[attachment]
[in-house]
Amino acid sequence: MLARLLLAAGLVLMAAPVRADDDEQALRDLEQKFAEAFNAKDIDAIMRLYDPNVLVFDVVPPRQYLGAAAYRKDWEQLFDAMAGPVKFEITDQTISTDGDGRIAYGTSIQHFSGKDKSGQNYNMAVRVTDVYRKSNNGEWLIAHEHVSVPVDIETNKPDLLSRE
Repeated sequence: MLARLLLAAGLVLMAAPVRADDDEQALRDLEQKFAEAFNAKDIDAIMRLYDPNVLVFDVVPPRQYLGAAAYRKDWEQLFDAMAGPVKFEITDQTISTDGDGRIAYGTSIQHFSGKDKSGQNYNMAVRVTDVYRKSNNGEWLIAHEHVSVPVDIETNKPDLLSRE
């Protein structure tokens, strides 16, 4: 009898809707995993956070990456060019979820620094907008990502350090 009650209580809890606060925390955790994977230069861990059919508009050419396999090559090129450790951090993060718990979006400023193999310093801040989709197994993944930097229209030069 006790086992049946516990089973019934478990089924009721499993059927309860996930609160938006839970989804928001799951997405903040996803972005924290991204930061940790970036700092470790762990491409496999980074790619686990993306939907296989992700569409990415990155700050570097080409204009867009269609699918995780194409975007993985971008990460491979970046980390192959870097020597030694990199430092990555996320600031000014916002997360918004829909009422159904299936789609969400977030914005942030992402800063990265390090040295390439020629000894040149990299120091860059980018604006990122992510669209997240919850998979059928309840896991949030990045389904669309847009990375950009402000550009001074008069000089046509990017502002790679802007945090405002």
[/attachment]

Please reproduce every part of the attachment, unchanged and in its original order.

[in-house]
Amino acid sequence: MLARLLLAAGLVLMAAPVRADDDEQALRDLEQKFAEAFNAKDIDAIMRLYDPNVLVFDVVPPRQYLGAAAYRKDWEQLFDAMAGPVKFEITDQTISTDGDGRIAYGTSIQHFSGKDKSGQNYNMAVRVTDVYRKSNNGEWLIAHEHVSVPVDIETNKPDLLSRE
Repeated sequence: MLARLLLAAGLVLMAAPVRADDDEQALRDLEQKFAEAFNAKDIDAIMRLYDPNVLVFDVVPPRQYLGAAAYRKDWEQLFDAMAGPVKFEITDQTISTDGDGRIAYGTSIQHFSGKDKSGQNYNMAVRVTDVYRKSNNGEWLIAHEHVSVPVDIETNKPDLLSRE
């Protein structure tokens, strides 16, 4: 009898809707995993956070990456060019979820620094907008990502350090 009650209580809890606060925390955790994977230069861990059919508009050419396999090559090129450790951090993060718990979006400023193999310093801040989709197994993944930097229209030069 006790086992049946516990089973019934478990089924009721499993059927309860996930609160938006839970989804928001799951997405903040996803972005924290991204930061940790970036700092470790762990491409496999980074790619686990993306939907296989992700569409990415990155700050570097080409204009867009269609699918995780194409975007993985971008990460491979970046980390192959870097020597030694990199430092990555996320600031000014916002997360918004829909009422159904299936789609969400977030914005942030992402800063990265390090040295390439020629000894040149990299120091860059980018604006990122992510669209997240919850998979059928309840896991949030990045389904669309847009990375950009402000550009001074008069000089046509990017502002790679802007945090405002």